A generational ban that unjustifiably applies to niche and traditional tobacco products

10. The stated aim of the policy is to "further reduce the number of young people taking up smoking". As a result, the modelling assumptions in the policy paper’s annex focuses on the 14 to 30 age group. It is therefore questionable that the same policy is to also apply to products that almost none of the above-mentioned consumers use, namely traditional niche tobacco products such as pipe tobacco, chewing tobacco or nasal snuff.

11. These 3 products categories together were the first tobacco experience of only 1.2% of all smokers and ex-smokers in the UK according to the 2021 Eurobarometer report [2] . This demonstrates that these products are not associated with smoking initiation or nicotine uptake.

12. These findings are also consistent with that of the 2021 European Commission’s Support Study to the report on the application of Directive 2014/40/EU, which found practically no use of pipe tobacco in the UK in the under-25 age group [3] .

13. In addition to being artisanal products, being very niche with declining volume, not being appealing to young and not associated with smoking initiation, these products also are not consumed daily, but rather enjoyed occasionally by responsible and well-informed adults. The above-mentioned Eurobarometer also confirmed that barely 1% of all smokers in the UK smokes pipe tobacco daily.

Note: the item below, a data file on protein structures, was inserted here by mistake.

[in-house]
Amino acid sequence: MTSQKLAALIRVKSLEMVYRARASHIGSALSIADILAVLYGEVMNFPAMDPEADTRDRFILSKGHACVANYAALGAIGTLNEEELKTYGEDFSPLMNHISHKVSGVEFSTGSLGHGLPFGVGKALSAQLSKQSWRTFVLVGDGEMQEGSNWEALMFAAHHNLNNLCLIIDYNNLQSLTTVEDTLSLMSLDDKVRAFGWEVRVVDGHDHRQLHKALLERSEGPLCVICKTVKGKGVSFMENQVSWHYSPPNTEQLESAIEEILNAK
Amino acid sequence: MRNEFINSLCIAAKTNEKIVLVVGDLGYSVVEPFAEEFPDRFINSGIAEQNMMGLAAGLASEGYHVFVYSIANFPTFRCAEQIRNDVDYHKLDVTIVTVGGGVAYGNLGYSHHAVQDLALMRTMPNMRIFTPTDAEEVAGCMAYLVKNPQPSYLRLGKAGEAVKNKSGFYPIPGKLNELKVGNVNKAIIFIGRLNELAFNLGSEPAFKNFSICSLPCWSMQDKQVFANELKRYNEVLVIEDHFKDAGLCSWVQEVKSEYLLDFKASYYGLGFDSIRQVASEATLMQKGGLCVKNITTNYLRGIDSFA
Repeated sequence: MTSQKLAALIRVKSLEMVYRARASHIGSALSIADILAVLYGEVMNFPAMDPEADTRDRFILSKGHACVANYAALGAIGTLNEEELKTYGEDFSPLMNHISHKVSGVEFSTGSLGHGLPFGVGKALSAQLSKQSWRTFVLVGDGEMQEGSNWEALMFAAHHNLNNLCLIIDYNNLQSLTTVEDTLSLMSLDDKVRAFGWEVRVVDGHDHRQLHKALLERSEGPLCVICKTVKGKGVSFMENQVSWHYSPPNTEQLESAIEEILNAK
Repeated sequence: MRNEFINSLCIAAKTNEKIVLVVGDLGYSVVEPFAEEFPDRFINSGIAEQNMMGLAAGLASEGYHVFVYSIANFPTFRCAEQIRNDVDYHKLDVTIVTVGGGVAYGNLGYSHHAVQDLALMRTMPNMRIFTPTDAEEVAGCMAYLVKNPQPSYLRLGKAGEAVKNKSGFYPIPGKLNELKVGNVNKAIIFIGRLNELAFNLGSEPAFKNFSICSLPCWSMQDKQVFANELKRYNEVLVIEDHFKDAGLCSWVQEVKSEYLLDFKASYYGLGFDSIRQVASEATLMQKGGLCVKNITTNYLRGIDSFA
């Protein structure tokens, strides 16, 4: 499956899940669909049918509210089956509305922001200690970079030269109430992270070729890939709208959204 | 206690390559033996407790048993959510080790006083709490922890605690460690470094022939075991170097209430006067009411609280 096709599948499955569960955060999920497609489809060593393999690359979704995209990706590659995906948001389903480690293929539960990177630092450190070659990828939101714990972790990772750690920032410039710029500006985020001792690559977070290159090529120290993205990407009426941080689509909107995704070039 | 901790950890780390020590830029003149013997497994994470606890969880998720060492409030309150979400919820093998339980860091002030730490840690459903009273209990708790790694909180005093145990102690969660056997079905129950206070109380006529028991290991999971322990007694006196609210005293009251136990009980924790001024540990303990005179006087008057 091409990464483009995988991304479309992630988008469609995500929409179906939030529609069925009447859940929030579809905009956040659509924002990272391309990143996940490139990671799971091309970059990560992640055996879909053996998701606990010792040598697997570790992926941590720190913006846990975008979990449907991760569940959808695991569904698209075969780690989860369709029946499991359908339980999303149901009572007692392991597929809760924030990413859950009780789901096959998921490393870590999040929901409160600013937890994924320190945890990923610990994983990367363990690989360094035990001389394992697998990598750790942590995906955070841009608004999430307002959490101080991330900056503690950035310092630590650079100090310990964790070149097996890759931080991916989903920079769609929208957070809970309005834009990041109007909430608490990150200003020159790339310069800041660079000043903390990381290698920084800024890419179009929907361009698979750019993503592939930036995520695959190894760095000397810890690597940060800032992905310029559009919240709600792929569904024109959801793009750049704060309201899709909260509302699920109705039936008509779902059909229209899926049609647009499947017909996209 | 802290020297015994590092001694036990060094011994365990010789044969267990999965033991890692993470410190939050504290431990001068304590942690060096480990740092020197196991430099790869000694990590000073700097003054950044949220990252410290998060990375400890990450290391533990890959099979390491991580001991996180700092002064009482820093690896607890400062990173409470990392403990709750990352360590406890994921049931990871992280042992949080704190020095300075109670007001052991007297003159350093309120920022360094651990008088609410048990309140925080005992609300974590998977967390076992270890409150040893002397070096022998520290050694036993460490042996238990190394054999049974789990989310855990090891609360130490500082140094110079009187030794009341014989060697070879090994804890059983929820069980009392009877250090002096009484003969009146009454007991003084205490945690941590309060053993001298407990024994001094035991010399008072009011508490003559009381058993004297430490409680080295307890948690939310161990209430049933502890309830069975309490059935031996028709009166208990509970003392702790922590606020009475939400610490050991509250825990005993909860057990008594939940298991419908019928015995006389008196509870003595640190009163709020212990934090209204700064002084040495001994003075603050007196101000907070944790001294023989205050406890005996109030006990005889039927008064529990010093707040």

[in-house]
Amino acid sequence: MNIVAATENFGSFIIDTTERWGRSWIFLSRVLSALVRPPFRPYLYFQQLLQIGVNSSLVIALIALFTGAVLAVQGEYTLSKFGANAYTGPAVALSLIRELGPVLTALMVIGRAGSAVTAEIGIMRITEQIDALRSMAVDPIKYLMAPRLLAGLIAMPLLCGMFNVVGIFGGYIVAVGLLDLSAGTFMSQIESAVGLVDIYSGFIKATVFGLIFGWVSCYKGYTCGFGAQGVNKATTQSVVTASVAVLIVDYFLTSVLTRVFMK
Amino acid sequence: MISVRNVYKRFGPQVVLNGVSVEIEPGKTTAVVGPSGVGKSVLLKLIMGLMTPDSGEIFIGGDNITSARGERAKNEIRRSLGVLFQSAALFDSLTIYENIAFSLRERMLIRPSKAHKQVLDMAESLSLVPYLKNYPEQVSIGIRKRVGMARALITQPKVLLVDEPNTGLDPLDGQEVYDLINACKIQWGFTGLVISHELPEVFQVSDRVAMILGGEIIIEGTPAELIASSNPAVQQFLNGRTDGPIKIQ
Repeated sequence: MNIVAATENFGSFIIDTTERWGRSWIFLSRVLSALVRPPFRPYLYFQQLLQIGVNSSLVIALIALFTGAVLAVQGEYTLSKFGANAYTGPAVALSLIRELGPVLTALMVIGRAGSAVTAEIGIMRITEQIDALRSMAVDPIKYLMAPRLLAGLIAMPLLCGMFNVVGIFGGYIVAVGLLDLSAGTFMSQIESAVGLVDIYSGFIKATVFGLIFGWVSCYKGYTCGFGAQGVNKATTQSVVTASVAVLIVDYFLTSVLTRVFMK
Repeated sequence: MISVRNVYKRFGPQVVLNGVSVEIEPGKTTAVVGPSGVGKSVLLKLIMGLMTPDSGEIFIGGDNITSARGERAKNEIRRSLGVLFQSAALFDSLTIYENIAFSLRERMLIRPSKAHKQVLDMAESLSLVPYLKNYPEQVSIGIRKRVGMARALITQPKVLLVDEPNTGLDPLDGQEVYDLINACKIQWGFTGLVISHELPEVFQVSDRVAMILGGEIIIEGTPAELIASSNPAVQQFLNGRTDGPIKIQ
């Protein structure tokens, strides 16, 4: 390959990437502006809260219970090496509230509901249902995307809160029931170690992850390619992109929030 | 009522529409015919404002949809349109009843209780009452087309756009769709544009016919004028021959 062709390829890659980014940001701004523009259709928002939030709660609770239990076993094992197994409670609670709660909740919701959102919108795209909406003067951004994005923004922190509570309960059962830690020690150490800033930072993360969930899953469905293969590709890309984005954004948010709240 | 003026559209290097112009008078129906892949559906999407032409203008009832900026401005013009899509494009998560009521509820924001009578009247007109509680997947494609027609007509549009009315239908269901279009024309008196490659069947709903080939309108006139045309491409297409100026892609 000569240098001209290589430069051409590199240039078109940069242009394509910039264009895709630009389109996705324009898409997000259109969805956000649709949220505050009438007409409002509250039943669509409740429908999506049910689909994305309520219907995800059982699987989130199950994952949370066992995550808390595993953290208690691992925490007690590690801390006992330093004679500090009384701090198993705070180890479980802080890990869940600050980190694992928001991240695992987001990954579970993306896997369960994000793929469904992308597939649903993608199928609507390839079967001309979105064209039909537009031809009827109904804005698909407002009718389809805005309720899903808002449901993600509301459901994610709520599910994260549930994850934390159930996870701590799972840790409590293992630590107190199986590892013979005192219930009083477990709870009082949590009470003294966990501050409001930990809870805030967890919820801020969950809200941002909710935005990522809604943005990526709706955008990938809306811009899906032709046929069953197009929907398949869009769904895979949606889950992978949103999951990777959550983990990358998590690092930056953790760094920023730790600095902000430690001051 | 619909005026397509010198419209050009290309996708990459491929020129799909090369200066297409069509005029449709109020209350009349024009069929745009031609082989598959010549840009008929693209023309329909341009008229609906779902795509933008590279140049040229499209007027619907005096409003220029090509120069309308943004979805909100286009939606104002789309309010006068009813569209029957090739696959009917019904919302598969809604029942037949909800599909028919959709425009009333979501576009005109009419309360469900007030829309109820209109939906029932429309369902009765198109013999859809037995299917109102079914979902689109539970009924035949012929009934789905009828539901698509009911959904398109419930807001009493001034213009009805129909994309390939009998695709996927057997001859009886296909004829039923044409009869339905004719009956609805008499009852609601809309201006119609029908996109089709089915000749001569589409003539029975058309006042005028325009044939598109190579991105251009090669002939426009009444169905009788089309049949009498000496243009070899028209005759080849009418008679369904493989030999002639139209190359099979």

The likely impact of the proposed measure were not seriously assessed

14. The Impact Assessment accompanying the proposed measure is based on the unrealistic assumption that instigation rates would decline by 30% each year. Not once does the Impact Assessment actually discusses how likely this assumption really is, nor compares it with the possibility that consumers instead continue accessing tobacco products through the black market.